Common carp, German carp, European carp (Cyprinus carpio)

Common carp.
Common carp

Common carp

Species and origin: The common carp is a large omnivorous fish. They have large scales, a long dorsal fin base, and two pairs of long barbels (whiskers) in its upper jaw. Native to Europe and Asia, it was intentionally introduced into Midwest waters as a game fish in the 1880s.
(Be aware of a native look-a-like: the native fish bigmouth buffalo looks like a carp without barbells)


  • Common carp are one of the most damaging aquatic invasive species due to its wide distribution and severe impacts in shallow lakes and wetlands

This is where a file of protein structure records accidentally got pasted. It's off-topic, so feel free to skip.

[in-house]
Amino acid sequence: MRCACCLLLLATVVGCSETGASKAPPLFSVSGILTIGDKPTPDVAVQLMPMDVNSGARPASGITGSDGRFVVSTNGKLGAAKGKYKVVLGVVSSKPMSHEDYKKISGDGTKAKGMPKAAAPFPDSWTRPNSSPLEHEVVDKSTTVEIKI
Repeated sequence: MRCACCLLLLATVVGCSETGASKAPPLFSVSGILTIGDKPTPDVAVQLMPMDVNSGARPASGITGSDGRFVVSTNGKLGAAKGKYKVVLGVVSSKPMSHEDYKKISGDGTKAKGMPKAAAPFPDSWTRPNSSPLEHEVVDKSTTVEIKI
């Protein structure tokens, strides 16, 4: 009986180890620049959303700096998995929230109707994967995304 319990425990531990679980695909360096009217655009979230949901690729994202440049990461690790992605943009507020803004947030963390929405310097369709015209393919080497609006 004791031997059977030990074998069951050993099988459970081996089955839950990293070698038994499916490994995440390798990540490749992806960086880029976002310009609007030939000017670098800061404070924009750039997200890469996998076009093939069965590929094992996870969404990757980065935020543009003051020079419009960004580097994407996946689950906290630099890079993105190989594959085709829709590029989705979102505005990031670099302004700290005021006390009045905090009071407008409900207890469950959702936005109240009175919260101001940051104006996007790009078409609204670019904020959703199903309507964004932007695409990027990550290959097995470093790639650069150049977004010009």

• Their feeding disrupts shallowly rooted plants muddying the water
  • They release phosphorus that increases algae abundance
  • Carp induced declines in water quality causes declines of aquatic plants needed by waterfowl and fish

Status: They are established in 48 states. They are distributed in hundreds of waters in the southern two-thirds, and a few waters in the northern third of Minnesota. See US map.

Means of spread: The incidental inclusion and later release of live bait spreads common carp.

Where to look: They live in lakes, rivers, and wetlands and are often seen in spring when they spawn in shallow waters.

Regulatory classification: It is a regulated invasive species (DNR), which means introduction into the wild is prohibited. Fish caught while angling may be returned to the same water body.


How can you help?

  • Dispose of unwanted bait in the trash
  • Don't release common carp into new waters


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